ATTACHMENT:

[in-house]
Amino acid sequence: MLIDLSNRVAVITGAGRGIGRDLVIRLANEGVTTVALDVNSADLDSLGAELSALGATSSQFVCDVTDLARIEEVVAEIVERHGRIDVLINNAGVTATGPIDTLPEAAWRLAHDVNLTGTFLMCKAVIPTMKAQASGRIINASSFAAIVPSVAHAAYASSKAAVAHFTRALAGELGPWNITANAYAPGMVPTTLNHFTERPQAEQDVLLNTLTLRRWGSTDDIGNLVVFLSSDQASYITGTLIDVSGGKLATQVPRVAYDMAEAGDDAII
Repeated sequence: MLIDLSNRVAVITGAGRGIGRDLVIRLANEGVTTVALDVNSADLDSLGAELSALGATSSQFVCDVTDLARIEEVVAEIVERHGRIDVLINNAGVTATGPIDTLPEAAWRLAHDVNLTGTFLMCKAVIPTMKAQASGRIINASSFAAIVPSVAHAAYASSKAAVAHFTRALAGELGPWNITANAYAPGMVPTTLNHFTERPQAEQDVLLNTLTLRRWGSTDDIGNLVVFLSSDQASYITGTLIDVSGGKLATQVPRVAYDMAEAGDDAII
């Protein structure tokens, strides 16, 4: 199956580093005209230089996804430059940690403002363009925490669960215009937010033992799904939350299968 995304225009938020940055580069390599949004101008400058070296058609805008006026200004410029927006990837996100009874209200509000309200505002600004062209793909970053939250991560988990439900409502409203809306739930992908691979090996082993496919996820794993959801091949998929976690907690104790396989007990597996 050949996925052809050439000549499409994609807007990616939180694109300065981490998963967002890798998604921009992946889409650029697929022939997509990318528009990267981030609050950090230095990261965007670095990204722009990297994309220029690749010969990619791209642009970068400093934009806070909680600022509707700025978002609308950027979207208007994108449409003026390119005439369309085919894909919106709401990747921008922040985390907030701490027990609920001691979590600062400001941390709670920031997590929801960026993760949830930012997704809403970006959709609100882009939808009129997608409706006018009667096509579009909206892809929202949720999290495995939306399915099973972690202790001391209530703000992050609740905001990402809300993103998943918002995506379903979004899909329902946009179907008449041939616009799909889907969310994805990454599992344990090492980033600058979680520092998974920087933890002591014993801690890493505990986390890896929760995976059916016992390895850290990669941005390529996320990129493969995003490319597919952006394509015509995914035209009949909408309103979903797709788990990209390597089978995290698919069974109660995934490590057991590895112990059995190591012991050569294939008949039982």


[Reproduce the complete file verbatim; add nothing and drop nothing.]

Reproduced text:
[in-house]
Amino acid sequence: MLIDLSNRVAVITGAGRGIGRDLVIRLANEGVTTVALDVNSADLDSLGAELSALGATSSQFVCDVTDLARIEEVVAEIVERHGRIDVLINNAGVTATGPIDTLPEAAWRLAHDVNLTGTFLMCKAVIPTMKAQASGRIINASSFAAIVPSVAHAAYASSKAAVAHFTRALAGELGPWNITANAYAPGMVPTTLNHFTERPQAEQDVLLNTLTLRRWGSTDDIGNLVVFLSSDQASYITGTLIDVSGGKLATQVPRVAYDMAEAGDDAII
Repeated sequence: MLIDLSNRVAVITGAGRGIGRDLVIRLANEGVTTVALDVNSADLDSLGAELSALGATSSQFVCDVTDLARIEEVVAEIVERHGRIDVLINNAGVTATGPIDTLPEAAWRLAHDVNLTGTFLMCKAVIPTMKAQASGRIINASSFAAIVPSVAHAAYASSKAAVAHFTRALAGELGPWNITANAYAPGMVPTTLNHFTERPQAEQDVLLNTLTLRRWGSTDDIGNLVVFLSSDQASYITGTLIDVSGGKLATQVPRVAYDMAEAGDDAII
């Protein structure tokens, strides 16, 4: 199956580093005209230089996804430059940690403002363009925490669960215009937010033992799904939350299968 995304225009938020940055580069390599949004101008400058070296058609805008006026200004410029927006990837996100009874209200509000309200505002600004062209793909970053939250991560988990439900409502409203809306739930992908691979090996082993496919996820794993959801091949998929976690907690104790396989007990597996 050949996925052809050439000549499409994609807007990616939180694109300065981490998963967002890798998604921009992946889409650029697929022939997509990318528009990267981030609050950090230095990261965007670095990204722009990297994309220029690749010969990619791209642009970068400093934009806070909680600022509707700025978002609308950027979207208007994108449409003026390119005439369309085919894909919106709401990747921008922040985390907030701490027990609920001691979590600062400001941390709670920031997590929801960026993760949830930012997704809403970006959709609100882009939808009129997608409706006018009667096509579009909206892809929202949720999290495995939306399915099973972690202790001391209530703000992050609740905001990402809300993103998943918002995506379903979004899909329902946009179907008449041939616009799909889907969310994805990454599992344990090492980033600058979680520092998974920087933890002591014993801690890493505990986390890896929760995976059916016992390895850290990669941005390529996320990129493969995003490319597919952006394509015509995914035209009949909408309103979903797709788990990209390597089978995290698919069974109660995934490590057991590895112990059995190591012991050569294939008949039982």